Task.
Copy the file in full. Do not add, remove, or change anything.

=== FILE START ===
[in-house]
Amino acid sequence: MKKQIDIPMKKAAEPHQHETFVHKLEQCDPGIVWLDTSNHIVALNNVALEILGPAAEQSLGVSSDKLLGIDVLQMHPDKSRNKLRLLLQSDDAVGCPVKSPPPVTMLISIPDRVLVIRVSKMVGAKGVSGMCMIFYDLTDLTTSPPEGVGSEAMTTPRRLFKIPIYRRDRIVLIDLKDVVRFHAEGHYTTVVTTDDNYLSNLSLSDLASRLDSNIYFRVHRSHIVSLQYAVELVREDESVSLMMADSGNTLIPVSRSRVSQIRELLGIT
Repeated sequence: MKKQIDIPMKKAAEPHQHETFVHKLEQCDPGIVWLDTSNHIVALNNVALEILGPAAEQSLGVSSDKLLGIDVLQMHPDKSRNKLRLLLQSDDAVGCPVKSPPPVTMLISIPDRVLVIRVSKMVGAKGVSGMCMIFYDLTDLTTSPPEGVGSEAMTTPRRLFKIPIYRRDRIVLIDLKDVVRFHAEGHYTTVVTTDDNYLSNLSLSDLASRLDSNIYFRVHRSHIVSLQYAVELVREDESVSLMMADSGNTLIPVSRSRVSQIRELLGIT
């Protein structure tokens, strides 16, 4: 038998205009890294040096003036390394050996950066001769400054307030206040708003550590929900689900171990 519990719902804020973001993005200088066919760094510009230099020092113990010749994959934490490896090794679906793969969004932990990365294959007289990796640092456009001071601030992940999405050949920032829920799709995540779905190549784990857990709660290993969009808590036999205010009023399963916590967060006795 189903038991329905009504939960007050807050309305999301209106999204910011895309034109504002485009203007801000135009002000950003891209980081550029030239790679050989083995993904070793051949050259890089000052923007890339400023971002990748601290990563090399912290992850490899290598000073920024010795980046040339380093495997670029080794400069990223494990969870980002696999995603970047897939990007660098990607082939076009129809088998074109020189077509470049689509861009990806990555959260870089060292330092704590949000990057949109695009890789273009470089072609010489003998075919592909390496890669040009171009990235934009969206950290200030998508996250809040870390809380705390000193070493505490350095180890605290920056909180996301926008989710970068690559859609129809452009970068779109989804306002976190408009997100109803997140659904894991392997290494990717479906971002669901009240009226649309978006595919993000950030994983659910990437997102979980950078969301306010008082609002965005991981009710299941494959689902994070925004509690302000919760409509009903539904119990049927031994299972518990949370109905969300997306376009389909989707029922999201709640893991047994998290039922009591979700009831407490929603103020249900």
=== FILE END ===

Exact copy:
[in-house]
Amino acid sequence: MKKQIDIPMKKAAEPHQHETFVHKLEQCDPGIVWLDTSNHIVALNNVALEILGPAAEQSLGVSSDKLLGIDVLQMHPDKSRNKLRLLLQSDDAVGCPVKSPPPVTMLISIPDRVLVIRVSKMVGAKGVSGMCMIFYDLTDLTTSPPEGVGSEAMTTPRRLFKIPIYRRDRIVLIDLKDVVRFHAEGHYTTVVTTDDNYLSNLSLSDLASRLDSNIYFRVHRSHIVSLQYAVELVREDESVSLMMADSGNTLIPVSRSRVSQIRELLGIT
Repeated sequence: MKKQIDIPMKKAAEPHQHETFVHKLEQCDPGIVWLDTSNHIVALNNVALEILGPAAEQSLGVSSDKLLGIDVLQMHPDKSRNKLRLLLQSDDAVGCPVKSPPPVTMLISIPDRVLVIRVSKMVGAKGVSGMCMIFYDLTDLTTSPPEGVGSEAMTTPRRLFKIPIYRRDRIVLIDLKDVVRFHAEGHYTTVVTTDDNYLSNLSLSDLASRLDSNIYFRVHRSHIVSLQYAVELVREDESVSLMMADSGNTLIPVSRSRVSQIRELLGIT
């Protein structure tokens, strides 16, 4: 038998205009890294040096003036390394050996950066001769400054307030206040708003550590929900689900171990 519990719902804020973001993005200088066919760094510009230099020092113990010749994959934490490896090794679906793969969004932990990365294959007289990796640092456009001071601030992940999405050949920032829920799709995540779905190549784990857990709660290993969009808590036999205010009023399963916590967060006795 189903038991329905009504939960007050807050309305999301209106999204910011895309034109504002485009203007801000135009002000950003891209980081550029030239790679050989083995993904070793051949050259890089000052923007890339400023971002990748601290990563090399912290992850490899290598000073920024010795980046040339380093495997670029080794400069990223494990969870980002696999995603970047897939990007660098990607082939076009129809088998074109020189077509470049689509861009990806990555959260870089060292330092704590949000990057949109695009890789273009470089072609010489003998075919592909390496890669040009171009990235934009969206950290200030998508996250809040870390809380705390000193070493505490350095180890605290920056909180996301926008989710970068690559859609129809452009970068779109989804306002976190408009997100109803997140659904894991392997290494990717479906971002669901009240009226649309978006595919993000950030994983659910990437997102979980950078969301306010008082609002965005991981009710299941494959689902994070925004509690302000919760409509009903539904119990049927031994299972518990949370109905969300997306376009389909989707029922999201709640893991047994998290039922009591979700009831407490929603103020249900």